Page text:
If you live in the Midwest, you already know this: it's very, very, extremely, downright absurdly cold out there. And things are only going to get worse as what weather experts call a "polar vortex" begins covering more and more of the country.

A polar vortex is a "deep low-pressure system that stretches to the upper levels of the atmosphere and usually circulates around the polar region." It's sort of like an arctic hurricane, one that would normally only hit parts of northeastern Canada. However, this particular vortex has reached much farther south than usual, and it may affect as many as 140 million Americans.

The National Weather Service issued the following dire forecast:

The coldest weather in years will be making its presence known from the Upper Midwest to the Mid-Atlantic region for the beginning of the work week. The polar vortex, a mid-upper level cyclonic feature normally present over northern Canada, will be displaced unusually far to the south over the northern Great Lakes and southern Ontario. Owing to the deep layer of the cold air mass, this will provide for an incredibly strong surge of bitterly cold Arctic Air along with gusty winds. The Upper Midwest will be affected first by Saturday night, and the brutal conditions will continue pushing southeastward to the Ohio Valley and Mid-South by Monday, and to the Northeast and Mid-Atlantic by Tuesday. Particularly noteworthy will be the extreme wind chills and nearly unheard-of daytime highs that are forecast.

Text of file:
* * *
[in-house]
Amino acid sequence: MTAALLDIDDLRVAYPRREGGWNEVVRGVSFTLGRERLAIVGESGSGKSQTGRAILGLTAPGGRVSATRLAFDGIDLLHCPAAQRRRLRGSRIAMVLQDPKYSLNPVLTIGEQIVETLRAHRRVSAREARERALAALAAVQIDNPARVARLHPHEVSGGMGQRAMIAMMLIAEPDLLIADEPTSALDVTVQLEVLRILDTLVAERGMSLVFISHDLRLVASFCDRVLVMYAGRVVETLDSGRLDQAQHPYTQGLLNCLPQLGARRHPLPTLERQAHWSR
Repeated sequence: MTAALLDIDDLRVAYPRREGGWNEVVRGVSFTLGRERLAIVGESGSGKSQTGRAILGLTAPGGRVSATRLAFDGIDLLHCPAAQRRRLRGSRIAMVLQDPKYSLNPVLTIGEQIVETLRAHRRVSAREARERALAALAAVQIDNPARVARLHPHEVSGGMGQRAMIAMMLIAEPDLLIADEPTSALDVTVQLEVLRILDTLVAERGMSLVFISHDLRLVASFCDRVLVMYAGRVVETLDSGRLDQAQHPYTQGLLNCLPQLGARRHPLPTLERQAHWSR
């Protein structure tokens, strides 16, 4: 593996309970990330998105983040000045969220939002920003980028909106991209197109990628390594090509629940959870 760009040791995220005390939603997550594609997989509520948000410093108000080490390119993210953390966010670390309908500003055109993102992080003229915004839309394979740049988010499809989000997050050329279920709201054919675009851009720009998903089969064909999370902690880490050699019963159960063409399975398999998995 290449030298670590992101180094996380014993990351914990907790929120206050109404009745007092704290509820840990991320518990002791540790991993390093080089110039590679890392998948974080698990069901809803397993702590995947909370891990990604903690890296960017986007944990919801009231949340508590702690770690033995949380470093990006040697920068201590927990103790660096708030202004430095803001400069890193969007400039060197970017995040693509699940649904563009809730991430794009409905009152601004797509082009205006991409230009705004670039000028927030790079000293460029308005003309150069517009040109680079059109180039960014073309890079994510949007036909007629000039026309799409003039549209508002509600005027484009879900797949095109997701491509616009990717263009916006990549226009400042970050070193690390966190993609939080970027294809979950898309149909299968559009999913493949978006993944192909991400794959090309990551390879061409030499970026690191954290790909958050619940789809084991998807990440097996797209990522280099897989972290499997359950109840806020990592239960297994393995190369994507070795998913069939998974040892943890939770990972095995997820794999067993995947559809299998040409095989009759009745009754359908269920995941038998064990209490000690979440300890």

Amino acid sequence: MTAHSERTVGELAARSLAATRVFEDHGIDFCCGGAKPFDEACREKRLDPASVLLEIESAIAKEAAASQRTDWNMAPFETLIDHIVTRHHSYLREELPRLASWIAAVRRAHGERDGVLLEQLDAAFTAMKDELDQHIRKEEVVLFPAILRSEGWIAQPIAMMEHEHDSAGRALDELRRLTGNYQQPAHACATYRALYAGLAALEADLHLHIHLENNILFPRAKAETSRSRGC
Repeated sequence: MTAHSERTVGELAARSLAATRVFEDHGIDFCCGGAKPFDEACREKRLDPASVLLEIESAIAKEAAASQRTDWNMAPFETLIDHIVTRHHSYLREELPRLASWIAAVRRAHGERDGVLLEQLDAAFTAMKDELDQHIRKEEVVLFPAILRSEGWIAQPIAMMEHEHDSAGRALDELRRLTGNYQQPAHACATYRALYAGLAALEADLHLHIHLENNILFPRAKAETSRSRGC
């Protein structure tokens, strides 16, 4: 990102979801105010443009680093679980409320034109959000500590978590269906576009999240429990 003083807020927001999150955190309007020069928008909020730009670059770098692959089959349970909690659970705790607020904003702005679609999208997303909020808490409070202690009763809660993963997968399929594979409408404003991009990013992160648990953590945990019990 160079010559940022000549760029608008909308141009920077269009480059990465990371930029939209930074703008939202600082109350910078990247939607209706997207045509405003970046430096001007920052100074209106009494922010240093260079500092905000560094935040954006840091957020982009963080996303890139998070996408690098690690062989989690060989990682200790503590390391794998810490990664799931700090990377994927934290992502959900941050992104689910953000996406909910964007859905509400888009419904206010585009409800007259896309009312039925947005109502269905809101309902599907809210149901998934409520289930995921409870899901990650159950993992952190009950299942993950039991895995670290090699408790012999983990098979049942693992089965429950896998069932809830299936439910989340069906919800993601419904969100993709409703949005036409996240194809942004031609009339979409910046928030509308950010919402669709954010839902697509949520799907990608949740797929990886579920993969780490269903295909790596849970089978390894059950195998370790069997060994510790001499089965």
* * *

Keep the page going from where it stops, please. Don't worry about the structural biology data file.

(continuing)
The polar vortex may lead to record-low temperatures in states from Montana all the way to Alabama, and then, as the blast of frigid air heads east, it could do the same to areas along the East Coast in the next day or so. Temperatures in New York City, for example, were in the mid-50s on Monday but look likely to dip into the low single digits by Tuesday morning, with a wind chill of up to minus-15 degrees. And that's nothing compared to the minus-50 and worse conditions in parts of North Dakota.

Sunday saw the cancellation of more than 1,000 flights at airports across the Midwest, with 400 more in Chicago alone on Monday. Road conditions look to be terrible for the next few days too, and there was even a train going from Detroit to Chicago that froze, stranding passengers for nine hours on Sunday night.

Probably the best advice right now—other than immediately moving to Florida—is to put on your warmest clothes and sit by the fire until this thing passes. You can check out one of the many new movies now available Netflix, for example. We recommend 'Some Like It Hot.'

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